The Portland Trailblazers have been inseparable from speculation and rumor over possible moves at this year's NBA trade deadline.
In the midst of a 12-4 run and six straight wins, they have remarkably vaulted themselves all the way to fifth in the Western Conference despite missing their best player, Brandon Roy, for most of the season with knee issues.
The run to their current 32-24 record and playoff position has positioned them as a buyer at this year's deadline, looking to upgrade instead of shedding salary.
Accompanying their rise in the standings were rumors that linked them to New Jersey's Devin Harris and Charlotte's Gerald Wallace while trying to shed Marcus Camby, Andre Miller and possibly Greg Oden.
With less than 24 hours until the deadline, Portland has been dead silent in the trade market, having passed on Harris, who was suddenly traded to Utah, and resisted to move on Wallace.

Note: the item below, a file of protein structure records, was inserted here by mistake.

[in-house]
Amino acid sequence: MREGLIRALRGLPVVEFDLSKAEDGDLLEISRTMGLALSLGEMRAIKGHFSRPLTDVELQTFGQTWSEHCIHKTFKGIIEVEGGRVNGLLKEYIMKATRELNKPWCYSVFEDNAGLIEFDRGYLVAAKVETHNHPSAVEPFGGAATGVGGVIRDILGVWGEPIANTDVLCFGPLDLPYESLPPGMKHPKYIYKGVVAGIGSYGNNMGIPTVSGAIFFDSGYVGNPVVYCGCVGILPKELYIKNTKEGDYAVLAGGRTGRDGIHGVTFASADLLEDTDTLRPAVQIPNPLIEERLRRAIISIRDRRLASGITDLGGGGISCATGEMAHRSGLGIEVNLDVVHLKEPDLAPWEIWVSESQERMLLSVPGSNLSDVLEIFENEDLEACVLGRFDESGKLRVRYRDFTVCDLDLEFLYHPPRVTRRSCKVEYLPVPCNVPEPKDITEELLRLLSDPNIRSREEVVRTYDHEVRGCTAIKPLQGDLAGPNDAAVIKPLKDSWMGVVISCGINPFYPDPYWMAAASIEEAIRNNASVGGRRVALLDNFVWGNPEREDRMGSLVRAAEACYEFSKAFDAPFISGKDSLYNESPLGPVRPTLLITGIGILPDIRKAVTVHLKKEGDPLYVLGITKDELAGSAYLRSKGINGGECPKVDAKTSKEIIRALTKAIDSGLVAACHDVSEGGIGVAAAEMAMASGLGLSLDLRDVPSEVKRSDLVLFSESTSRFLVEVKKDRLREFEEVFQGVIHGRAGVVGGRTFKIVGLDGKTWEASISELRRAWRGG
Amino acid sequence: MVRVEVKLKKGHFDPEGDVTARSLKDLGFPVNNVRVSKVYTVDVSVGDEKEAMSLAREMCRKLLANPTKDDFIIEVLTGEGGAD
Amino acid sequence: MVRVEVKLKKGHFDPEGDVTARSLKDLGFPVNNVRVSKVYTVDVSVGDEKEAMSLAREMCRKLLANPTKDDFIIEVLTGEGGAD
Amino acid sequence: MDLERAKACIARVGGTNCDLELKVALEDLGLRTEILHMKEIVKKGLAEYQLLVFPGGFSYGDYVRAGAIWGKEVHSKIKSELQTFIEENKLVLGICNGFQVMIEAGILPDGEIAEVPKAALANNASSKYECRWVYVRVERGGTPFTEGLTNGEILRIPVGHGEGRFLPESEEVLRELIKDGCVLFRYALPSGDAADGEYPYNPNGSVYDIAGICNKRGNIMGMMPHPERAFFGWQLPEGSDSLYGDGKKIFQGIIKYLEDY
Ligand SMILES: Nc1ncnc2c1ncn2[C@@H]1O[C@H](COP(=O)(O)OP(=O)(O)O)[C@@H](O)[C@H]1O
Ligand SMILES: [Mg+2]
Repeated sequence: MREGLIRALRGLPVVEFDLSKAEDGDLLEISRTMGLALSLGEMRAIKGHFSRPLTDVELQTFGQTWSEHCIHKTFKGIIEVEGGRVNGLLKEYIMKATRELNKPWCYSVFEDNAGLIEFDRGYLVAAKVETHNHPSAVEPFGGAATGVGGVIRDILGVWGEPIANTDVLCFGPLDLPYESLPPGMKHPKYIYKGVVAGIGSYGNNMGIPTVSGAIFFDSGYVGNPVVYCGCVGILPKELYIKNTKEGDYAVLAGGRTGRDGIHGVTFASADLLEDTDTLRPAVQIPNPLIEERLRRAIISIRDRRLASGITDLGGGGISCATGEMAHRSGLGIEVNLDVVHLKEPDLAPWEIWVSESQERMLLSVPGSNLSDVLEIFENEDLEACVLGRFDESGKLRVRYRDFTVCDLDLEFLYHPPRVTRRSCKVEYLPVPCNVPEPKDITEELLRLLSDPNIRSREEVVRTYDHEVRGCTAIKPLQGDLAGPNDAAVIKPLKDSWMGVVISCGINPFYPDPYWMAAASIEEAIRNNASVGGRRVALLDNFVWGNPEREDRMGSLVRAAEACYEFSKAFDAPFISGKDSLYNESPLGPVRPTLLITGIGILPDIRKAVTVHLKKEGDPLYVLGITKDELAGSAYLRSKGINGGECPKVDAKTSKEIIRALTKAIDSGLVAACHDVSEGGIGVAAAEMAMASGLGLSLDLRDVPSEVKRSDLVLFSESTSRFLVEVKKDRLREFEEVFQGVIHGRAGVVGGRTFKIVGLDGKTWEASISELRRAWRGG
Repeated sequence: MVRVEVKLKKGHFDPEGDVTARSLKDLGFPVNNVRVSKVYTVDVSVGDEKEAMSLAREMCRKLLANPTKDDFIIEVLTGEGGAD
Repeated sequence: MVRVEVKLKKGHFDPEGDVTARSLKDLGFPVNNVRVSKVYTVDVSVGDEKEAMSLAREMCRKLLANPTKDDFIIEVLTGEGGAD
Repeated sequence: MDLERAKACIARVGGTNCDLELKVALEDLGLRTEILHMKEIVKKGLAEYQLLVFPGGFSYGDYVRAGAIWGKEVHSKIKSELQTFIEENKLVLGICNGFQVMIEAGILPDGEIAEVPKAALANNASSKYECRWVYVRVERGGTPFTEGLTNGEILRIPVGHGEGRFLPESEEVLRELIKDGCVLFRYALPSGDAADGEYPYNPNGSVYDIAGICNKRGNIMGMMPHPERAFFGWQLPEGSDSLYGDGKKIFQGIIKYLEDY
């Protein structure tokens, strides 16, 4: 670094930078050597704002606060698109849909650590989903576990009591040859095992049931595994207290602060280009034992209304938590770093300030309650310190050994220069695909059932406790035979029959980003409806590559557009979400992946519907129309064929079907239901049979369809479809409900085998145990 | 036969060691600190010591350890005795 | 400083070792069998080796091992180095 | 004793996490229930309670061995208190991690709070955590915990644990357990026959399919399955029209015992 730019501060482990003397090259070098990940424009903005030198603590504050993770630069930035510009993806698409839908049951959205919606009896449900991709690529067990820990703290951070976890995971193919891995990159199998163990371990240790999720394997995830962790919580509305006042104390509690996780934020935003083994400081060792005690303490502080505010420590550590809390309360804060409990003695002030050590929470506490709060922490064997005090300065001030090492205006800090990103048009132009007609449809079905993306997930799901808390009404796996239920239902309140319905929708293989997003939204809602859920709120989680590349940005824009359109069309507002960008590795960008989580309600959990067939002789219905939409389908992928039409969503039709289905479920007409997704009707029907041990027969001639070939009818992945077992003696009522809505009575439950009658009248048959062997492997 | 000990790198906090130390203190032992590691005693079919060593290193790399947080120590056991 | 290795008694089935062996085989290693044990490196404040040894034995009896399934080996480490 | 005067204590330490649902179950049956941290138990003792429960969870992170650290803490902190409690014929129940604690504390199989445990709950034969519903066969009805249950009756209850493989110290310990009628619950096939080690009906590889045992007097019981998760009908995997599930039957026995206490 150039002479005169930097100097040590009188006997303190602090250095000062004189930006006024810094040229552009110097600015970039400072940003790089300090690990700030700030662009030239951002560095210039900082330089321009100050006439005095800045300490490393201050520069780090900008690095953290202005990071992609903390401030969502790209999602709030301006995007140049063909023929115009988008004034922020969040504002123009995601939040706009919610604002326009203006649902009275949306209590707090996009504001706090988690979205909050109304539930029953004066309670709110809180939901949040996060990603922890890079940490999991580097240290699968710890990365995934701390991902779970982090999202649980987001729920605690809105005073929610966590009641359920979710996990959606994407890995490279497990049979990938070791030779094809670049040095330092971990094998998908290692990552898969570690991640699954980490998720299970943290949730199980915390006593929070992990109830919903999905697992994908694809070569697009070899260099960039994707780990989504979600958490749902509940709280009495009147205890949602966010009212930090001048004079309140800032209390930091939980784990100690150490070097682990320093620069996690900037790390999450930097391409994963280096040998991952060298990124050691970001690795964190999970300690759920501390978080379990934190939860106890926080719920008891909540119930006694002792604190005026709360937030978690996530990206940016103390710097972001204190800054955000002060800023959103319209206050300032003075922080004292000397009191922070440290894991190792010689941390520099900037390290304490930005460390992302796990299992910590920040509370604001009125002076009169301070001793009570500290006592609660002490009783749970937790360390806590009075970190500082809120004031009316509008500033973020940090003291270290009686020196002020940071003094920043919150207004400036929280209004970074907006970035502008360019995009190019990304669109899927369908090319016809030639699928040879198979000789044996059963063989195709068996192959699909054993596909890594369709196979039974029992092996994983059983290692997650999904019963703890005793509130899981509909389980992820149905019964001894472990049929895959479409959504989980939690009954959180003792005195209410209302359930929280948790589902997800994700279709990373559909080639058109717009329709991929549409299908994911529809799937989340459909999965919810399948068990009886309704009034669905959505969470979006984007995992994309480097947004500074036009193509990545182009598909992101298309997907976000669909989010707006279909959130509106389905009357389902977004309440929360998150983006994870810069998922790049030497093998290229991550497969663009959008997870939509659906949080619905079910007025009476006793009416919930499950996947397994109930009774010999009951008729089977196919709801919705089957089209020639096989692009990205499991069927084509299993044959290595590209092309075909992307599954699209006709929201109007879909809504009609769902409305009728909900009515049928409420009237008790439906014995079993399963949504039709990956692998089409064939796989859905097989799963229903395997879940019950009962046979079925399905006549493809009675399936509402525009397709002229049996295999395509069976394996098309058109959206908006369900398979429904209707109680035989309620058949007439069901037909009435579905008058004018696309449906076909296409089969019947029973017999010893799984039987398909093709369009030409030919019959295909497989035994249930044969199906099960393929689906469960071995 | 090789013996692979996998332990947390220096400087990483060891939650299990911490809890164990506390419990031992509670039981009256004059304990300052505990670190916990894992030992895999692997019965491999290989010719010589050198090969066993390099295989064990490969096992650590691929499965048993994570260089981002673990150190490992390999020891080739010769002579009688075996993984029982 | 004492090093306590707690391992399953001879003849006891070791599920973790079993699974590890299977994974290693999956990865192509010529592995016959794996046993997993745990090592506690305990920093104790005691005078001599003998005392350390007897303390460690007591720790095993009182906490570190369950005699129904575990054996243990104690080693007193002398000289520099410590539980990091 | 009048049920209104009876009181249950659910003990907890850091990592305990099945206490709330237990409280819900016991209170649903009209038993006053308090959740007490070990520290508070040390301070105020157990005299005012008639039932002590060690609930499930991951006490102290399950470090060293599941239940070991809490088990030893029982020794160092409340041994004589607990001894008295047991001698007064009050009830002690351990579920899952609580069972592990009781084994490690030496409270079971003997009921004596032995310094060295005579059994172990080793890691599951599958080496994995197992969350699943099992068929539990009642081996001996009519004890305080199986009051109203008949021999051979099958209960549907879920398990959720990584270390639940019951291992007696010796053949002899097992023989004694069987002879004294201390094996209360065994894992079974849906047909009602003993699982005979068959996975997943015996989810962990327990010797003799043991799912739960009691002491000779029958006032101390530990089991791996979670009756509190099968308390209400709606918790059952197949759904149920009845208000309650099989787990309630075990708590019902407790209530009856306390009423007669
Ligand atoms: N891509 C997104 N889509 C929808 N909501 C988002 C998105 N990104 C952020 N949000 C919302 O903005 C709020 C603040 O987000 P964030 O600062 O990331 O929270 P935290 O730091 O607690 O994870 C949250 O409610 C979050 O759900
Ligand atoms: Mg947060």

Some assert that with Roy returning to see how well he can play, coupled with the rise of Wes Matthews in his stead, Portland has all the pieces it needs to make a successful playoff run. Thus, making a trade would be superfluous and counterproductive.
With other contenders angling to improve, however, Portland would be wise to do the same, whether by addition or subtraction.
Here are five reasons for the Portland Trail Blazers to pull the trigger before the deadline hits.
Things are very, very tight at the bottom of the Western Conference playoff picture. Two games separate Portland in fifth from Memphis in ninth. Two games.
With so little room for error, it is imperative for these teams (Portland, Denver, Utah and New Orleans) to capitalize on every advantage that is presented to them. New Orleans just did by trading for Carl Landry. Denver and Utah both did it by...just trading their best players?
Whether it's getting nearer to even against the salary cap by trading Camby, Joel Przybilla or Andre Miller or acquiring a hybrid forward like Gerald Wallace, Portland needs to follow the lead of its competitors in the trade market to improve their situation, or else they could get left behind.
Here's what Portland knows about Greg Oden:
He'll never live up to his hype and No. 1 draft pick.
Whatever contributions he has left will never be realized in Portland.